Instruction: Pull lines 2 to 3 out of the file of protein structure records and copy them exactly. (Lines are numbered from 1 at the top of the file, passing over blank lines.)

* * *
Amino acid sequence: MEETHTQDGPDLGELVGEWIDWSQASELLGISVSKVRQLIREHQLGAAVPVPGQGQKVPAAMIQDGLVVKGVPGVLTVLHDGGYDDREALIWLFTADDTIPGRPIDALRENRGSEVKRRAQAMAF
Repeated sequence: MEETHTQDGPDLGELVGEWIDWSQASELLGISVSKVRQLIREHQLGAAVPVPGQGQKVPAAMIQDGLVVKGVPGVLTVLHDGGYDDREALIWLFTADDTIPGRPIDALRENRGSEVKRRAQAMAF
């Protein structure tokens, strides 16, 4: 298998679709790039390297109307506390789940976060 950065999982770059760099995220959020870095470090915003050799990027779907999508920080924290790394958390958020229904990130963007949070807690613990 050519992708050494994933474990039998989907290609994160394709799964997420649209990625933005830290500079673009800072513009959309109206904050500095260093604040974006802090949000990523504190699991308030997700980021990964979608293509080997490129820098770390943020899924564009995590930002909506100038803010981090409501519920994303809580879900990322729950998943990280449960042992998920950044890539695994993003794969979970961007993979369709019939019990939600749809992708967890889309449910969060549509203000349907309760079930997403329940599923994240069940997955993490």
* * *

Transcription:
Repeated sequence: MEETHTQDGPDLGELVGEWIDWSQASELLGISVSKVRQLIREHQLGAAVPVPGQGQKVPAAMIQDGLVVKGVPGVLTVLHDGGYDDREALIWLFTADDTIPGRPIDALRENRGSEVKRRAQAMAF
């Protein structure tokens, strides 16, 4: 298998679709790039390297109307506390789940976060 950065999982770059760099995220959020870095470090915003050799990027779907999508920080924290790394958390958020229904990130963007949070807690613990 050519992708050494994933474990039998989907290609994160394709799964997420649209990625933005830290500079673009800072513009959309109206904050500095260093604040974006802090949000990523504190699991308030997700980021990964979608293509080997490129820098770390943020899924564009995590930002909506100038803010981090409501519920994303809580879900990322729950998943990280449960042992998920950044890539695994993003794969979970961007993979369709019939019990939600749809992708967890889309449910969060549509203000349907309760079930997403329940599923994240069940997955993490």